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Sister Wife by Shelley Hrdlitschka

July 11, 2010 1 comment

I found this book in the stacks while looking for Jessica Day George.  The title jumped out at me; I recognized that term from the polygamist community in Southern Utah and Northern Arizona.

As a member of the LDS faith, polygamy was practiced in our church’s history, but was discontinued when it was outlawed by the federal government.  Those who wished to continue the practice broke off to form a new religion, now commonly referred to as the Fundamentalist Church of Jesus Christ of Latter-day Saints (FLDS).

This book is a work of fiction, but it based on this real community of people.

Here’s the summary from the publisher’s website:

In the isolated rural community of Unity, the people of The Movement live a simple life guided by a set of religious principles and laws that are unique to them. Polygamy is the norm, strict obedience is expected and it is customary for young girls to be assigned to much older husbands.

Celeste was born and raised in Unity, yet she struggles to fit in. Perhaps it’s because of Taviana, the girl who has come to live with them and entertains Celeste with forbidden stories, or Jon, the young man she has clandestine meetings with, or maybe it’s the influence of Craig, the outsider she meets on the beach. Whatever it is, she struggles to accept her ordained life. At fifteen she is repulsed at the thought of being assigned to an older man and becoming a sister wife, and she knows for certain she is not cut out to raise children. She wants something more for herself, yet feels powerless to change her destiny because rebelling would bring shame upon her family.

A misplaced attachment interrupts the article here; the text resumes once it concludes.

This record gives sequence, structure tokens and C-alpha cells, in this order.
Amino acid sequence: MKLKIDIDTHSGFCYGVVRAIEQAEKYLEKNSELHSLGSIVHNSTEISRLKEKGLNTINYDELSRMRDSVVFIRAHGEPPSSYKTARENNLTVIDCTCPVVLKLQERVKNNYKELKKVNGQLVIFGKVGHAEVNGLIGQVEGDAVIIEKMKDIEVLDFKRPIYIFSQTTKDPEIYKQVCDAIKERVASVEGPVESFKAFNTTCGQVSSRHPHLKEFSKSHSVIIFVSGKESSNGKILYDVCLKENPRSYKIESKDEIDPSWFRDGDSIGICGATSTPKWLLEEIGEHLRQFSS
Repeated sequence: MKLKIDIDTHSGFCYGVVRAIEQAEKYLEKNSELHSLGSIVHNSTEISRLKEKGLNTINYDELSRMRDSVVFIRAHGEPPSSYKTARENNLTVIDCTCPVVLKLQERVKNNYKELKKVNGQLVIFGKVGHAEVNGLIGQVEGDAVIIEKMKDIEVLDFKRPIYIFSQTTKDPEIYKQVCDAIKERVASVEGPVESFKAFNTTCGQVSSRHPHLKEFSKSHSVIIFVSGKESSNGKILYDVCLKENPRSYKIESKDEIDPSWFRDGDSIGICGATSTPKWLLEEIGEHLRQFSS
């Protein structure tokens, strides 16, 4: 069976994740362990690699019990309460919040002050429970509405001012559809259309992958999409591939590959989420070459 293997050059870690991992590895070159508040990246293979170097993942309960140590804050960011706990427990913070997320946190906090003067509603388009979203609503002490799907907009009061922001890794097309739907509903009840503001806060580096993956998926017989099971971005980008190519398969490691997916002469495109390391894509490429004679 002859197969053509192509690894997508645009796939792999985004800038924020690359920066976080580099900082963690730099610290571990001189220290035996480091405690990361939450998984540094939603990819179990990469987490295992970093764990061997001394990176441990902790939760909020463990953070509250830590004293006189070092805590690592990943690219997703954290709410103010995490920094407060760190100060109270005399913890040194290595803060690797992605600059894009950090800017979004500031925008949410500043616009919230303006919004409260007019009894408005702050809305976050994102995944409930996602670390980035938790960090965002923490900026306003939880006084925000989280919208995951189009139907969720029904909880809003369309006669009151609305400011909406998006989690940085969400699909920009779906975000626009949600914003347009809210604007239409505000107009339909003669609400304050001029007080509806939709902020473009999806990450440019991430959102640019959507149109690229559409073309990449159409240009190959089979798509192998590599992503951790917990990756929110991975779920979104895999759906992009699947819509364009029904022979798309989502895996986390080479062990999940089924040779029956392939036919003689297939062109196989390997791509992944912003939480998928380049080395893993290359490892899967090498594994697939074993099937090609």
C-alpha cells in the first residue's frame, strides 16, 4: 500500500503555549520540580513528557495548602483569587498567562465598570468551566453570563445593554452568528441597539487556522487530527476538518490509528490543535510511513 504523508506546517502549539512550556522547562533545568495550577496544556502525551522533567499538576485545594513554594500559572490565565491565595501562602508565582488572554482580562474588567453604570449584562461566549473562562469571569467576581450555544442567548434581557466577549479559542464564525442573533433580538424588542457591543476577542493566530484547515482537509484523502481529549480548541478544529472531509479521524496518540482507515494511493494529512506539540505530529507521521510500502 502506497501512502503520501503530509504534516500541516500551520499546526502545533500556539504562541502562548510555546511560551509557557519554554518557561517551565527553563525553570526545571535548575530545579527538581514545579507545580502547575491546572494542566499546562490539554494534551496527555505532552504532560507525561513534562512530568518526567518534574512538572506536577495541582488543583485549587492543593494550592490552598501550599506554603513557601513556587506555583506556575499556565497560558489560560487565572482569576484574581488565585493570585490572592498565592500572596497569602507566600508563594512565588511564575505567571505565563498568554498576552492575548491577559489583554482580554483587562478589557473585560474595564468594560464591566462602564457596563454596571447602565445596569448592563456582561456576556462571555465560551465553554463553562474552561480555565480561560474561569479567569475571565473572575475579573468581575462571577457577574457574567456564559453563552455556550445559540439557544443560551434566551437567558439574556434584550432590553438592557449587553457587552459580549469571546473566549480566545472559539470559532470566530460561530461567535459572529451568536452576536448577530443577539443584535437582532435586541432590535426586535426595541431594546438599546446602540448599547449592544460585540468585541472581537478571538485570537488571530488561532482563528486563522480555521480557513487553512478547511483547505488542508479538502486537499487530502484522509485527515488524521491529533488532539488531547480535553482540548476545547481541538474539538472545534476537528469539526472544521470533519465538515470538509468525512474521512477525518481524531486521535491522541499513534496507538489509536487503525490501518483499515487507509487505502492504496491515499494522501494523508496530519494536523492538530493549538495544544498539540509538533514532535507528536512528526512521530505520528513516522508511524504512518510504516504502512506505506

Celeste watches as Taviana leaves Unity, followed by Jon, and finally Craig, the boy who has taught her to think “outside the box.” Although she is assigned to a caring man, his sixth wife, she is desperately unhappy. How will Celeste find her way out of Unity?

Torn from the headlines and inspired by current events, Sister Wife is a compelling portrait of a community where the laws of the outside world are ignored and where individuality is punished.

Here are my issues with this book– I think this topic is a little too much for a young adult book.  I agree with a reviewer from CM Magazine that said the sensitive areas are handled well, but I question why write a book about it at all?  So I guess I don’t understand the motivation behind this book.  I don’t think teenagers want to read about polygamy, nor do I think they really should.

Secondly, I don’t know (and I don’t know if anyone can know) how close to the truth this portrayal is.  It seems, from what I know about members of the FLDS faith that I’ve seen on TV, to not be that far off.    From all the kind-hearted people in the story, I certainly hope their community is like that.

Thirdly, I spent most of this book feeling sorry for Celeste and the other women in the story.  And for the teenage boys, too.  But I guess I feel sorry for them in real life, as well.

It was an interesting book, and I was happy that the author included a perspective from a girl who was happy and even excited to be a “sister wife.”  And although I couldn’t relate to her character at all, I hope that many of the real FLDS women feel the way she does.  For the sake of their own happiness.

I hope that all made sense.  This is a touchy topic and while I don’t agree with polygamy, marrying off young girls to older men or willfully breaking a federal law, I hope that the people (particularly the women and children) in the FLDS church are happy and safe.

I’m going to give this book 2.5 stars for being interesting, but I don’t know if I would really recommend it to anyone.

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